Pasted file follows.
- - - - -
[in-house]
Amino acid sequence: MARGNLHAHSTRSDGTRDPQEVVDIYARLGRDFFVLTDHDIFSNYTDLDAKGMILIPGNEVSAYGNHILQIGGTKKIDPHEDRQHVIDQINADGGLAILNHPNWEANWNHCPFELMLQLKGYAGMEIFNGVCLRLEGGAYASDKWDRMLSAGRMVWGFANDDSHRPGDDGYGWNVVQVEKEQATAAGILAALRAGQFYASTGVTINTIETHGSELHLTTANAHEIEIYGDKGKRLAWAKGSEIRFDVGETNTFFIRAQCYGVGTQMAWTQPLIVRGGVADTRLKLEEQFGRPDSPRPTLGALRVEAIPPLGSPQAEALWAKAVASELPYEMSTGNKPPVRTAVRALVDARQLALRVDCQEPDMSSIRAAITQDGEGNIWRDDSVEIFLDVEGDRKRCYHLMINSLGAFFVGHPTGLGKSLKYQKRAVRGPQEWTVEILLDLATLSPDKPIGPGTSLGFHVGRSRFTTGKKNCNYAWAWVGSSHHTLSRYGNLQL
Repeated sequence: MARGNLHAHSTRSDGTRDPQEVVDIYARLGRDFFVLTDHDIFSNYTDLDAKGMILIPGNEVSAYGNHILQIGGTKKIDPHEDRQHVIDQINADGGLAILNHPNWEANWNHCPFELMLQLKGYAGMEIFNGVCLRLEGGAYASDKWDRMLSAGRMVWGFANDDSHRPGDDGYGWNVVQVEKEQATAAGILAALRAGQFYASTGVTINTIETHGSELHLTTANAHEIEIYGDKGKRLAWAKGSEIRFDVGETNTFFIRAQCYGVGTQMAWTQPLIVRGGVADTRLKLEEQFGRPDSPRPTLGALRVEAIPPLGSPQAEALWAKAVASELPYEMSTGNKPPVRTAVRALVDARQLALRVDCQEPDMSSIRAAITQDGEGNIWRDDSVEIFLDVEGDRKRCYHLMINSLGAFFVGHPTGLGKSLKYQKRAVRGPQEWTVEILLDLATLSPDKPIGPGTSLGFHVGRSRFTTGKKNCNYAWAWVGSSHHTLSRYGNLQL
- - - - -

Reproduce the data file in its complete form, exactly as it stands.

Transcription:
[in-house]
Amino acid sequence: MARGNLHAHSTRSDGTRDPQEVVDIYARLGRDFFVLTDHDIFSNYTDLDAKGMILIPGNEVSAYGNHILQIGGTKKIDPHEDRQHVIDQINADGGLAILNHPNWEANWNHCPFELMLQLKGYAGMEIFNGVCLRLEGGAYASDKWDRMLSAGRMVWGFANDDSHRPGDDGYGWNVVQVEKEQATAAGILAALRAGQFYASTGVTINTIETHGSELHLTTANAHEIEIYGDKGKRLAWAKGSEIRFDVGETNTFFIRAQCYGVGTQMAWTQPLIVRGGVADTRLKLEEQFGRPDSPRPTLGALRVEAIPPLGSPQAEALWAKAVASELPYEMSTGNKPPVRTAVRALVDARQLALRVDCQEPDMSSIRAAITQDGEGNIWRDDSVEIFLDVEGDRKRCYHLMINSLGAFFVGHPTGLGKSLKYQKRAVRGPQEWTVEILLDLATLSPDKPIGPGTSLGFHVGRSRFTTGKKNCNYAWAWVGSSHHTLSRYGNLQL
Repeated sequence: MARGNLHAHSTRSDGTRDPQEVVDIYARLGRDFFVLTDHDIFSNYTDLDAKGMILIPGNEVSAYGNHILQIGGTKKIDPHEDRQHVIDQINADGGLAILNHPNWEANWNHCPFELMLQLKGYAGMEIFNGVCLRLEGGAYASDKWDRMLSAGRMVWGFANDDSHRPGDDGYGWNVVQVEKEQATAAGILAALRAGQFYASTGVTINTIETHGSELHLTTANAHEIEIYGDKGKRLAWAKGSEIRFDVGETNTFFIRAQCYGVGTQMAWTQPLIVRGGVADTRLKLEEQFGRPDSPRPTLGALRVEAIPPLGSPQAEALWAKAVASELPYEMSTGNKPPVRTAVRALVDARQLALRVDCQEPDMSSIRAAITQDGEGNIWRDDSVEIFLDVEGDRKRCYHLMINSLGAFFVGHPTGLGKSLKYQKRAVRGPQEWTVEILLDLATLSPDKPIGPGTSLGFHVGRSRFTTGKKNCNYAWAWVGSSHHTLSRYGNLQL